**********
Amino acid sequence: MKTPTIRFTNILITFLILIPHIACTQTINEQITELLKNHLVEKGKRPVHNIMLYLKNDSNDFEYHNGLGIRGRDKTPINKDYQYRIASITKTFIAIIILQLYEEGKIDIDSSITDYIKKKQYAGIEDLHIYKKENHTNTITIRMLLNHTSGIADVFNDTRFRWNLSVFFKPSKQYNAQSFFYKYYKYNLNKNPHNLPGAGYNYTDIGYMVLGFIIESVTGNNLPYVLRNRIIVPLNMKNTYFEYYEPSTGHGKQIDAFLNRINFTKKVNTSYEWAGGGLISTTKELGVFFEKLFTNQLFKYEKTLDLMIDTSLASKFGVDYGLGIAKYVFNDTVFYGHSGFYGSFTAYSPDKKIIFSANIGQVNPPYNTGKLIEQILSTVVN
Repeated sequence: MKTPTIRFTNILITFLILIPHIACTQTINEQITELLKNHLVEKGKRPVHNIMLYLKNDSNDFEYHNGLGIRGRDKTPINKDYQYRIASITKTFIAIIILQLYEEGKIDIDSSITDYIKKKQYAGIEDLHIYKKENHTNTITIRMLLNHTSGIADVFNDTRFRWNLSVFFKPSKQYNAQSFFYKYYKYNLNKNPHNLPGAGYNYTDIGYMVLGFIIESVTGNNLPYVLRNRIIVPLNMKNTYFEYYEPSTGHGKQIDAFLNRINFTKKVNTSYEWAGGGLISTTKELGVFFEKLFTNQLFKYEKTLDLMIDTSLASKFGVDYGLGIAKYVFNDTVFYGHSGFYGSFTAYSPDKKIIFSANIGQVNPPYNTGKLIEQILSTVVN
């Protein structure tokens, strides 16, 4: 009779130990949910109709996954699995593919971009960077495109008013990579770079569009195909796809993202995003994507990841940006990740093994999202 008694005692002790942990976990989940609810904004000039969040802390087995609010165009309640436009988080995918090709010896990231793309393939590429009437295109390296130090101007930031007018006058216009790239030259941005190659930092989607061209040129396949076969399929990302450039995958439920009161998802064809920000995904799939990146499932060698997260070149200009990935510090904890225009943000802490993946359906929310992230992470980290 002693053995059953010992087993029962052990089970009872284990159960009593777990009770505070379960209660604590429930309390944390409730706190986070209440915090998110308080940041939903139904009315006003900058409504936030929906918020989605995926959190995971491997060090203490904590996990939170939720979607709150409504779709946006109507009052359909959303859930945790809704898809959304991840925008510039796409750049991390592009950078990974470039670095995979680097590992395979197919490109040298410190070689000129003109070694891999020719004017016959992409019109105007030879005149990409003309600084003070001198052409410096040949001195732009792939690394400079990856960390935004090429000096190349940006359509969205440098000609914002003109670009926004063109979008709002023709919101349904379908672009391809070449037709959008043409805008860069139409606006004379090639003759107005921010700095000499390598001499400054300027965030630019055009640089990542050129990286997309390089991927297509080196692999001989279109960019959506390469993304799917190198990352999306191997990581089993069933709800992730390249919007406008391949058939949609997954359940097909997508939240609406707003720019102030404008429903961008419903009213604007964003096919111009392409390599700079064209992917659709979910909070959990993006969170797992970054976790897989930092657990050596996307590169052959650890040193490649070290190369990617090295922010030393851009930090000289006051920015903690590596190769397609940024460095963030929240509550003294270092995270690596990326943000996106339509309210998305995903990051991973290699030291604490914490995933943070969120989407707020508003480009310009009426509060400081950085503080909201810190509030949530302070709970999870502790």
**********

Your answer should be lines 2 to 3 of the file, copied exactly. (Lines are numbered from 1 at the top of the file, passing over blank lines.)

Repeated sequence: MKTPTIRFTNILITFLILIPHIACTQTINEQITELLKNHLVEKGKRPVHNIMLYLKNDSNDFEYHNGLGIRGRDKTPINKDYQYRIASITKTFIAIIILQLYEEGKIDIDSSITDYIKKKQYAGIEDLHIYKKENHTNTITIRMLLNHTSGIADVFNDTRFRWNLSVFFKPSKQYNAQSFFYKYYKYNLNKNPHNLPGAGYNYTDIGYMVLGFIIESVTGNNLPYVLRNRIIVPLNMKNTYFEYYEPSTGHGKQIDAFLNRINFTKKVNTSYEWAGGGLISTTKELGVFFEKLFTNQLFKYEKTLDLMIDTSLASKFGVDYGLGIAKYVFNDTVFYGHSGFYGSFTAYSPDKKIIFSANIGQVNPPYNTGKLIEQILSTVVN
């Protein structure tokens, strides 16, 4: 009779130990949910109709996954699995593919971009960077495109008013990579770079569009195909796809993202995003994507990841940006990740093994999202 008694005692002790942990976990989940609810904004000039969040802390087995609010165009309640436009988080995918090709010896990231793309393939590429009437295109390296130090101007930031007018006058216009790239030259941005190659930092989607061209040129396949076969399929990302450039995958439920009161998802064809920000995904799939990146499932060698997260070149200009990935510090904890225009943000802490993946359906929310992230992470980290 002693053995059953010992087993029962052990089970009872284990159960009593777990009770505070379960209660604590429930309390944390409730706190986070209440915090998110308080940041939903139904009315006003900058409504936030929906918020989605995926959190995971491997060090203490904590996990939170939720979607709150409504779709946006109507009052359909959303859930945790809704898809959304991840925008510039796409750049991390592009950078990974470039670095995979680097590992395979197919490109040298410190070689000129003109070694891999020719004017016959992409019109105007030879005149990409003309600084003070001198052409410096040949001195732009792939690394400079990856960390935004090429000096190349940006359509969205440098000609914002003109670009926004063109979008709002023709919101349904379908672009391809070449037709959008043409805008860069139409606006004379090639003759107005921010700095000499390598001499400054300027965030630019055009640089990542050129990286997309390089991927297509080196692999001989279109960019959506390469993304799917190198990352999306191997990581089993069933709800992730390249919007406008391949058939949609997954359940097909997508939240609406707003720019102030404008429903961008419903009213604007964003096919111009392409390599700079064209992917659709979910909070959990993006969170797992970054976790897989930092657990050596996307590169052959650890040193490649070290190369990617090295922010030393851009930090000289006051920015903690590596190769397609940024460095963030929240509550003294270092995270690596990326943000996106339509309210998305995903990051991973290699030291604490914490995933943070969120989407707020508003480009310009009426509060400081950085503080909201810190509030949530302070709970999870502790």